DVDW2 wants 720x540? where does THAT come from?? The menu looks ok even though it uses a 2304x1296 .psd background. The computer screen gets the right 16:9 on DVD playback, but the TV doesn't show the full width even though other wide format DVD media does...including the AVCHD playback from the camera.

I didn't find the anti-alias setting - even though I was looking for it last night in the project settings! Is this another trial version fiasco?

You know...I just realized those .psd stills are 2304x1296. But wouldn't this be reconciled by the AP6.5 timeline MPEG export?

I've used .jpg stills before without this hassle...but maybe my taste has matured or I forgot how they really looked. ;-)

Thanks again for your ongoing help.
I need to correct all this before burning 10 DVDs.

Are you suggesting I image size the .psd stills to 720x540 and SaveAs flattened .bmp right in photoshop before I use them in the AP6.5 timeline - even though I'm using the AP6.5 720x480 16:9 NTSC preset?
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  #25  
12-27-2009, 05:02 PM
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You can use the PSD in Premiere, but Premiere isn't going to output a PSD -- it puts out video files. DVDWS2 needs video files or BMP images for best quality. Only use PSD for icon buttons -- not backgrounds, in DVDWS.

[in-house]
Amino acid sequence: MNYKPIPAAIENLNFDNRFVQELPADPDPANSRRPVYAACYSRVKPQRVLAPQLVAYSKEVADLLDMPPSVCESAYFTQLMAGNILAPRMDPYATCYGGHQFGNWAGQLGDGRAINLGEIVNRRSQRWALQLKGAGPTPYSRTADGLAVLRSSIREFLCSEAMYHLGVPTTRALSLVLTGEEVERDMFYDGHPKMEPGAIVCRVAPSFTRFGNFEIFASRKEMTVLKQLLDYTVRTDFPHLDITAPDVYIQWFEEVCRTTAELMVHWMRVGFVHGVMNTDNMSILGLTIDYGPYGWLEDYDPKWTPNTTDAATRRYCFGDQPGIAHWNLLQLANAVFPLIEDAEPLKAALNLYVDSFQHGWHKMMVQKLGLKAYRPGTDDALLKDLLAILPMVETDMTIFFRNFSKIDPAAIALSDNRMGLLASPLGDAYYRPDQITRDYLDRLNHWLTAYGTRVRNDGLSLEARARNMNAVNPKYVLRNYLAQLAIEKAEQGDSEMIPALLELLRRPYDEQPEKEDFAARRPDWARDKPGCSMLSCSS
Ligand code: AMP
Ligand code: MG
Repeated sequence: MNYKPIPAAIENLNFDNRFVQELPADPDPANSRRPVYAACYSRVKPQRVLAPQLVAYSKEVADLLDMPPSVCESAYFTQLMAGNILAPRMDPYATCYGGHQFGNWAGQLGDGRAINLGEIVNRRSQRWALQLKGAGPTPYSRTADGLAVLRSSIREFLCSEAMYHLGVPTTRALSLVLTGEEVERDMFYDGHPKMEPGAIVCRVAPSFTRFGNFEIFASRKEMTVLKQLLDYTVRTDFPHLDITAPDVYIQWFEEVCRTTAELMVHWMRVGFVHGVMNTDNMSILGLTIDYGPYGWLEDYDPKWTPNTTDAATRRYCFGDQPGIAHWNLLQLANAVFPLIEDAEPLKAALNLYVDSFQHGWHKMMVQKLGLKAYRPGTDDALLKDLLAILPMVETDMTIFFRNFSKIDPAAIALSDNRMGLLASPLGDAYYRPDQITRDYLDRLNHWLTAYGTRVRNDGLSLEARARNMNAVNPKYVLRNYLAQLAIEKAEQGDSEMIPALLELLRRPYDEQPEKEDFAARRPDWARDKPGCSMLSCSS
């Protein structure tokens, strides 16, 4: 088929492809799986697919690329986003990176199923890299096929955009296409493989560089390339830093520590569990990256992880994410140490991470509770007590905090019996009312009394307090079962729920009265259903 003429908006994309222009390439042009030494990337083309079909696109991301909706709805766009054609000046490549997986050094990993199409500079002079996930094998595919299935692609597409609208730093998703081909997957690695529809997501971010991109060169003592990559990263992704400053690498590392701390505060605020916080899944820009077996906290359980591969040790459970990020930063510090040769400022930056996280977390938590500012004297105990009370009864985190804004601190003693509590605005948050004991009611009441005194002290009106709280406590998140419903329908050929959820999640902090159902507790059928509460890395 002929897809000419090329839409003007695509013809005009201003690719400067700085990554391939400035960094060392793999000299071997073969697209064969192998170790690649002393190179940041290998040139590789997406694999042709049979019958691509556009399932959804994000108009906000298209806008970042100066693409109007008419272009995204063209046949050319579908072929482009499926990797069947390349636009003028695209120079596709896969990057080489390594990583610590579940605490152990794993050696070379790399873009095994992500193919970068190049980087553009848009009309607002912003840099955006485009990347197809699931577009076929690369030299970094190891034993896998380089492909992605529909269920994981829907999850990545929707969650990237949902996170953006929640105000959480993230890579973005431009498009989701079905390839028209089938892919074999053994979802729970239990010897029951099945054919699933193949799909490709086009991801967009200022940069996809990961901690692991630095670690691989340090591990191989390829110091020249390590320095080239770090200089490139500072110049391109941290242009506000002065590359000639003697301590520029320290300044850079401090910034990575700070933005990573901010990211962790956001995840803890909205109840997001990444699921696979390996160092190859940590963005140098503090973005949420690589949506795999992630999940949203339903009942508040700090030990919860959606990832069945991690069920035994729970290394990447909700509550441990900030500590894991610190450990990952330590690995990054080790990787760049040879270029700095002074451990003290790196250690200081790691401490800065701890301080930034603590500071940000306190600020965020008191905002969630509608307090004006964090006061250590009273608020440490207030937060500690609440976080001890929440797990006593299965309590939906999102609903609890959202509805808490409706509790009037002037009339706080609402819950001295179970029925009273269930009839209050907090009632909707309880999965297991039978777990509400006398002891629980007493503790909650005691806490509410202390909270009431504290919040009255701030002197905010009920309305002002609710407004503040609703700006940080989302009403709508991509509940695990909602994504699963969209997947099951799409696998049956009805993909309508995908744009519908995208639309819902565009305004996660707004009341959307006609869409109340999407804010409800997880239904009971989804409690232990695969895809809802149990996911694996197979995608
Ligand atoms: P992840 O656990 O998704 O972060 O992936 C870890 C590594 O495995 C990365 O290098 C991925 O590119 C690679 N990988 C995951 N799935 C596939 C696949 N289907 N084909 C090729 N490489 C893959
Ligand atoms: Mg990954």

The PSD in the Premiere timeline has no effect on DVDWS.

I thought you were trying to use some PSD images in the DVDWS menus. That doesn't seem to be the case, based off the last post.

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  #26  
12-27-2009, 06:51 PM
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Yes...I know Adobe Premiere doesn't output a .psd...so let me clarify.

I have a single menu in DVDW2 and the background is a .psd.
I understand what you are saying about a flattened .bmp being better for the still backgrounds for DVDW2 menus.
But as it turned out, the menu is fine in the output DVD...really.

I used .psd(s) in the Adobe Premiere and they were composited in the timeline export to .m2v by AP.
As I said, the .m2v file looks fine until DVDW2 uses it to author the DVD files.

So I'm not sure I'm getting anywhere here trying to understand what went wrong in with the .m2v through DVDW2 and the appearance of the text graphics. Ok going in by .mv2; crappy going out from DVDW2.